housing that should concern voters. An
officer in an Ann Arbor real estate agen-
cy owned by her husband, M r s. Hobbs
might experience a conflict of interest
when trying to effect housing programs.
Her seemingly good platform w o u 1 d
hardly substitute for effective council ac-
tion.
Although The Daily was unable to
secure a special interview with Mrs.
Hobbs, it seems apparent citizens should
look beyond her platform when -voting.

Ruth Hobbs (R)

Robert Faber (D)

Third Ward: Kazarinof f vs. Emmons

THE THIRD WARD on the south east
side of the city is a well-to-do resi-
dential area and a Republican bastion
since it was redistricted two years ago.
Democratic candidate, Nicholas Kaz-
arinoff, a professor of mathmatics at the
University, would represent the interests
of the University community better than
any other candidate.
He combines an excellent understand-
ing of city problems with a strong social
conscience. Besides giving wholehearted
support to the rent stike, and following
the Democratic line in advocating an in-
come tax and immediate bus service, he
has been the only candidate to risk dis-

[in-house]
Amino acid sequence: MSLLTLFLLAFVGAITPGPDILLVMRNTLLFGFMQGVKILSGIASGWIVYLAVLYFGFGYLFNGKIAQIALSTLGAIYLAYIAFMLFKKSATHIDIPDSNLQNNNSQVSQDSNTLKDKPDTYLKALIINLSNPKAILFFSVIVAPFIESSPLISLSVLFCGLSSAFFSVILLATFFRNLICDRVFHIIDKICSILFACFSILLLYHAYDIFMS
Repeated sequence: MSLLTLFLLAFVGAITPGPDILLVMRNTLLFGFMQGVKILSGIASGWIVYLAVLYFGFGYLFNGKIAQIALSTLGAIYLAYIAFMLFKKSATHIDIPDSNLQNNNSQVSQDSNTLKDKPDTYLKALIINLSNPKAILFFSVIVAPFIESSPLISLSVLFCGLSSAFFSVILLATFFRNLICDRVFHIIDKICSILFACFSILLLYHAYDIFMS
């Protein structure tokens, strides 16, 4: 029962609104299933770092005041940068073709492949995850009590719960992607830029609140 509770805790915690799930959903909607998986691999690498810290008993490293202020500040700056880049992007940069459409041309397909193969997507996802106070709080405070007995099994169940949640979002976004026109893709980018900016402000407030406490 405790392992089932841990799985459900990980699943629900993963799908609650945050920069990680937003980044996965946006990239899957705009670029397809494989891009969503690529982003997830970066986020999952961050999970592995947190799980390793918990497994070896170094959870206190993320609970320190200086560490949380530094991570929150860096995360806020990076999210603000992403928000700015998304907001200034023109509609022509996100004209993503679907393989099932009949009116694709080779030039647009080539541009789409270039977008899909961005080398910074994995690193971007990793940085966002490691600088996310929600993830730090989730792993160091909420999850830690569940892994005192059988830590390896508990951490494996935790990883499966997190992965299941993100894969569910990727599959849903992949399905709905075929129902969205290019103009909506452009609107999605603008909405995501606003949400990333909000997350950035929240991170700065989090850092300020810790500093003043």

turbing social norms by actually discus-
sing substantive campaign issues in pub-
lic.
If elected, Kazarinoff has already
pledged to work to fire City Clerk John
Bentley, whose handling of voter regis-
tF
THE FOURTH WARD, on Ann Arbor's
west side, is principally a white, sub-
urban Republican stronghold.
There, Republican Roy Weber is facing
Doris Caddell, both candidates seeking
first terms.
Mrs. Caddell, a former teacher at Tap-
pan Junior High, is an intelligent, in-
formed candidate with a good grasp of
campaign issues.
She stresses that Ann Arbor is becom-
ing a metropolitan area faced with "con-
gestion and decay in the central city"
which is stifling the "lives of people liv-
ing there" and which "directly affects all
other city residents."
Mrs. Caddell strongly supports the rent
strike and the aims of the Tenant's Union,

tration has blocked many students from
voting, as well as Claire Wheeler, the head
of housing code enforcement.,Kazarinoff
would also see the departure, of the city
traffic engineer and the head of the pub-
lic works department if he had his way.
At a recent Chamber of Commerce
breakfast Kazarinoff castigated the C of
C for having no black members. The
other candidates who spoke confined
themselves to speaking on the micro-
issues which the commerce members
wre willing to hear.
If elected, Kazarinoff would freshen
council meetings stultified by platitudes
and expediency. Admittedly, Kazarinoff's
unconventional approach to city politics
make his chances for election slim but
his hard hitting campaign make him an
outstanding candidate for council.
3Y CONTRAST, third ward Republican
candidate Richard H. Emmons is one